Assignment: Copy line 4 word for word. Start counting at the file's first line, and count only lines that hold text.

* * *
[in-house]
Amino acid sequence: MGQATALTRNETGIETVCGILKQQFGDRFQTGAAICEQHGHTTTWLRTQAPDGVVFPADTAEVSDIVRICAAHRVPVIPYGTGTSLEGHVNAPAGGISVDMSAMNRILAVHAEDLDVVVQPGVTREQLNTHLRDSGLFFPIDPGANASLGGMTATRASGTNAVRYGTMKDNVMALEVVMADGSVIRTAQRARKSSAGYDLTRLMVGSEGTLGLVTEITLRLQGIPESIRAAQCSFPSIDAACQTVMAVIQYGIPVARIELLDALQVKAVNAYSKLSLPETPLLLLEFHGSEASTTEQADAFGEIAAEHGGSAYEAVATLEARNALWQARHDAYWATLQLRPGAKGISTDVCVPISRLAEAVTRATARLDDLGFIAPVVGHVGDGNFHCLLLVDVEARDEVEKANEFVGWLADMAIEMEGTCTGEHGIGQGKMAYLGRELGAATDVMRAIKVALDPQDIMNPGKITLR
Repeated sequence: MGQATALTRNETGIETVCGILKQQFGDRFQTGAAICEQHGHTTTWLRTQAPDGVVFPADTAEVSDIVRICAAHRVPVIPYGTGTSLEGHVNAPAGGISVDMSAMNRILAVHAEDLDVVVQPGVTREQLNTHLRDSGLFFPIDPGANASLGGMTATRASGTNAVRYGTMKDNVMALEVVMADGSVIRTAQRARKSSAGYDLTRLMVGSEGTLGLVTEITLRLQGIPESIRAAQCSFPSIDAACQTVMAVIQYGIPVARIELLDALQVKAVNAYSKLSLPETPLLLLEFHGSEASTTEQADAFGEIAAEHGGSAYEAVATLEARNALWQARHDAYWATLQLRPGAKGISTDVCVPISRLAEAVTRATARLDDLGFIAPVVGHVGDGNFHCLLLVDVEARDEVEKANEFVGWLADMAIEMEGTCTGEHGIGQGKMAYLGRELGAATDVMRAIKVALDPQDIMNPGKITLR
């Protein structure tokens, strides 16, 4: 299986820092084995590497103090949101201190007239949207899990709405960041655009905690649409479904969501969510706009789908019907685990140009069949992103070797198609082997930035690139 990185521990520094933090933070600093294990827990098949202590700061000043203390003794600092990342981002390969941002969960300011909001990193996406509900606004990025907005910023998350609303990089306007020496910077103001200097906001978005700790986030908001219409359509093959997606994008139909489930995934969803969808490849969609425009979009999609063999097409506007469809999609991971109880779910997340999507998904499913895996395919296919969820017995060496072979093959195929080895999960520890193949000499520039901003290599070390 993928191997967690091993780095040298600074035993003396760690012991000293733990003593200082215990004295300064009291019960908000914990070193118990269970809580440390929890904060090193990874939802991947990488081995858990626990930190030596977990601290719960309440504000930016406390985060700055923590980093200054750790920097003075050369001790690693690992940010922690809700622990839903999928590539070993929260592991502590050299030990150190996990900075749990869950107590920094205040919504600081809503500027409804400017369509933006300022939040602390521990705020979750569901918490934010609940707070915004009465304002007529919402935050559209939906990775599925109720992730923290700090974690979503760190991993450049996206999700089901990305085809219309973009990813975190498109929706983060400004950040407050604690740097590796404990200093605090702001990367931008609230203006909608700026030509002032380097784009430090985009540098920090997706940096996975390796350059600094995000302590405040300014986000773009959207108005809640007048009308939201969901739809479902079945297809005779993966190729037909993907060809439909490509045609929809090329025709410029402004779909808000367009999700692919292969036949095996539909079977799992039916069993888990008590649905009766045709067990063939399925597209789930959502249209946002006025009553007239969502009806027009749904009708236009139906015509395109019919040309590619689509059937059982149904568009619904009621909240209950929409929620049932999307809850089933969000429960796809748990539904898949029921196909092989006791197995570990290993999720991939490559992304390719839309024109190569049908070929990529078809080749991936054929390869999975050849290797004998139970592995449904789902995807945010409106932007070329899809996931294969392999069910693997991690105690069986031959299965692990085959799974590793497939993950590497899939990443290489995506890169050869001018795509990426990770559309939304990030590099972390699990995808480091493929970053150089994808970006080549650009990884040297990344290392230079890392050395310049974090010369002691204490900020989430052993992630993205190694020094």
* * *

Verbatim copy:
């Protein structure tokens, strides 16, 4: 299986820092084995590497103090949101201190007239949207899990709405960041655009905690649409479904969501969510706009789908019907685990140009069949992103070797198609082997930035690139 990185521990520094933090933070600093294990827990098949202590700061000043203390003794600092990342981002390969941002969960300011909001990193996406509900606004990025907005910023998350609303990089306007020496910077103001200097906001978005700790986030908001219409359509093959997606994008139909489930995934969803969808490849969609425009979009999609063999097409506007469809999609991971109880779910997340999507998904499913895996395919296919969820017995060496072979093959195929080895999960520890193949000499520039901003290599070390 993928191997967690091993780095040298600074035993003396760690012991000293733990003593200082215990004295300064009291019960908000914990070193118990269970809580440390929890904060090193990874939802991947990488081995858990626990930190030596977990601290719960309440504000930016406390985060700055923590980093200054750790920097003075050369001790690693690992940010922690809700622990839903999928590539070993929260592991502590050299030990150190996990900075749990869950107590920094205040919504600081809503500027409804400017369509933006300022939040602390521990705020979750569901918490934010609940707070915004009465304002007529919402935050559209939906990775599925109720992730923290700090974690979503760190991993450049996206999700089901990305085809219309973009990813975190498109929706983060400004950040407050604690740097590796404990200093605090702001990367931008609230203006909608700026030509002032380097784009430090985009540098920090997706940096996975390796350059600094995000302590405040300014986000773009959207108005809640007048009308939201969901739809479902079945297809005779993966190729037909993907060809439909490509045609929809090329025709410029402004779909808000367009999700692919292969036949095996539909079977799992039916069993888990008590649905009766045709067990063939399925597209789930959502249209946002006025009553007239969502009806027009749904009708236009139906015509395109019919040309590619689509059937059982149904568009619904009621909240209950929409929620049932999307809850089933969000429960796809748990539904898949029921196909092989006791197995570990290993999720991939490559992304390719839309024109190569049908070929990529078809080749991936054929390869999975050849290797004998139970592995449904789902995807945010409106932007070329899809996931294969392999069910693997991690105690069986031959299965692990085959799974590793497939993950590497899939990443290489995506890169050869001018795509990426990770559309939304990030590099972390699990995808480091493929970053150089994808970006080549650009990884040297990344290392230079890392050395310049974090010369002691204490900020989430052993992630993205190694020094």